Palmisano Park, by D.I.R.T. Studio and Site Design Group.

 

Felsen and Dunn are especially fond of Palmisano Park, a parcel of land in Chicago’s Bridgeport neighborhood that was originally home to a 380-foot deep limestone quarry and then became a landfill in the 1970s. Landscape architects D.I.R.T. Studio and Site Design Group eventually turned the area into a park that slopes gently up from the quarry and into a bermed hill. Visitors can follow paths around the park as the landscape changes from grass to wet prairie to a marshy pond.

“What we like about the project is that D.I.R.T. Studio proposed to take a post-industrial wasteland—a landfill—and add a public space on top of it in the form of a park,” said Dunn.

“The two programs co-exist together in section. The project has special significance for us because in our own practice we are interested in hybridizing infrastructure, architecture, and landscape.”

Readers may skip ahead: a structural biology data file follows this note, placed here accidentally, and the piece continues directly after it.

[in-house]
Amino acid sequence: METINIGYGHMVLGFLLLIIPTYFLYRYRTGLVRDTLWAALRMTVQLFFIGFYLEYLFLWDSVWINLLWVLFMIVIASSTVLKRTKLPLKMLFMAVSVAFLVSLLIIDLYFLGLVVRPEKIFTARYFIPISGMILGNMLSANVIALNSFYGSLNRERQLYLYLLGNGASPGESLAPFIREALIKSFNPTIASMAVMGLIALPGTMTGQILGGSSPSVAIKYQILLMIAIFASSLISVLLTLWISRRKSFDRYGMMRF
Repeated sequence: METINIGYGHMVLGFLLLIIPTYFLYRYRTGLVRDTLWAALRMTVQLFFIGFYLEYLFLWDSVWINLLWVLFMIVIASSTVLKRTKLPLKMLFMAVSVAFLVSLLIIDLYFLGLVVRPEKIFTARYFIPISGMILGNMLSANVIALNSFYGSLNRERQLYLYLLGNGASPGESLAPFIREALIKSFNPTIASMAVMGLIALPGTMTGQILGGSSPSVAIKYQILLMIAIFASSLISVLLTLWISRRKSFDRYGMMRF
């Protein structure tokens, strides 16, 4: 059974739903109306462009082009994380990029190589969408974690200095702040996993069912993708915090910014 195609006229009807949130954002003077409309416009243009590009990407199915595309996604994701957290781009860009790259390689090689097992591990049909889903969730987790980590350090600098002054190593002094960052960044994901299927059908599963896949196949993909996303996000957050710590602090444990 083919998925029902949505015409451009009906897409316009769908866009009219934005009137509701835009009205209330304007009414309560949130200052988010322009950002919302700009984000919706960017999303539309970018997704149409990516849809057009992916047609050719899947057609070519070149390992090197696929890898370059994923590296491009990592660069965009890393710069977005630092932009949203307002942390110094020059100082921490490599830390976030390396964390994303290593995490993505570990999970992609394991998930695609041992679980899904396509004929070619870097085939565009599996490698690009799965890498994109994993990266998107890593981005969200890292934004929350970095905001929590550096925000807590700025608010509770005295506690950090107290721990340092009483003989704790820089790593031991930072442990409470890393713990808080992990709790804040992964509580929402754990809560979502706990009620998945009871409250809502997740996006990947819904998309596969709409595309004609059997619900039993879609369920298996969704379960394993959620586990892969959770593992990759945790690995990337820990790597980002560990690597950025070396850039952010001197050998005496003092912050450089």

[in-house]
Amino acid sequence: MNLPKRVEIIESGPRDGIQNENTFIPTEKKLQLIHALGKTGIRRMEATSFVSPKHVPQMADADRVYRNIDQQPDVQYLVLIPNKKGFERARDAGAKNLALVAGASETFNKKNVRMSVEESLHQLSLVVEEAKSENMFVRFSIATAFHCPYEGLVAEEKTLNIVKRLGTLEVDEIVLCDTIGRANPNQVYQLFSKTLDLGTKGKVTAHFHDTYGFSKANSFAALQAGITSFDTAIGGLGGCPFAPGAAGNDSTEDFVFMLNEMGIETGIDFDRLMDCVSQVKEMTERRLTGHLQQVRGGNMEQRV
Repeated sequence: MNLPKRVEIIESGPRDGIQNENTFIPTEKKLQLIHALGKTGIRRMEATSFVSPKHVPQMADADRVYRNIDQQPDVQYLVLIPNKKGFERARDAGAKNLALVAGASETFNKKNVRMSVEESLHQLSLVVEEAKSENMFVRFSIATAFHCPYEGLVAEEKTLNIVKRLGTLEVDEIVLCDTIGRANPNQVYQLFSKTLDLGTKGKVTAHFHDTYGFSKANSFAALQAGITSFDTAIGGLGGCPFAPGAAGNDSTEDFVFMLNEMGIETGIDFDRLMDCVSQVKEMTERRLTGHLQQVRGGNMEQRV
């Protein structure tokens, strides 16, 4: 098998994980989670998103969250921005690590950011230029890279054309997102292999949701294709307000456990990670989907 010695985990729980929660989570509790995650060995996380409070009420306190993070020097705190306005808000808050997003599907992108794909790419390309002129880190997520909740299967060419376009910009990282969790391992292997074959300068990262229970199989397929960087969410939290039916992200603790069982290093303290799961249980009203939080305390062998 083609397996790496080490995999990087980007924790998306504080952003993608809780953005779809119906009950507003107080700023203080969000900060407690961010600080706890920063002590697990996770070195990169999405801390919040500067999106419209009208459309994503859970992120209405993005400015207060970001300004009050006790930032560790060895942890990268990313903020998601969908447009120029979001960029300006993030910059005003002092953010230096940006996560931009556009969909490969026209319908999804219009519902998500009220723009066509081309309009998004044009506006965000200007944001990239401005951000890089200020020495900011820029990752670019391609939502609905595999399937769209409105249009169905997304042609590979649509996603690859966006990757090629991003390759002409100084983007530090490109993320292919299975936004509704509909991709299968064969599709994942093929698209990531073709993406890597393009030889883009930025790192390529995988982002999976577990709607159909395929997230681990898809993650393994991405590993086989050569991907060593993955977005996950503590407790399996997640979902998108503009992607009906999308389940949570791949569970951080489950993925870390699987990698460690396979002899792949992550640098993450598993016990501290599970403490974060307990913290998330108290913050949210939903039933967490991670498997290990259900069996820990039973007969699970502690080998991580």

2. The Winter Garden at Harold Washington Library

Recommended by Design With Company

 

Design With Company is the two-person studio of Stewart Hicks and Allison Newmeyer, which deals primarily with what they call “fabulous architecture” – drawings, objects and spaces that interpret reality through narrative or tell an alternative story about the way the world could work in the future.

Hicks and Newmeyer like to think of their creations as literary characters, so it’s no surprise they have a soft spot for one of the city’s most audacious pieces of postmodern architecture: the Harold Washington Library.

 

Winter Garden at Harold Washington Library, designed by Hammond, Beeby and Babka. Photo by Chris Smith.

 

The library is something of an acquired taste. The architects know that the building’s massive scale, liberal ornamentation, and fortress-like facades are enough to turn off plenty of Chicagoans.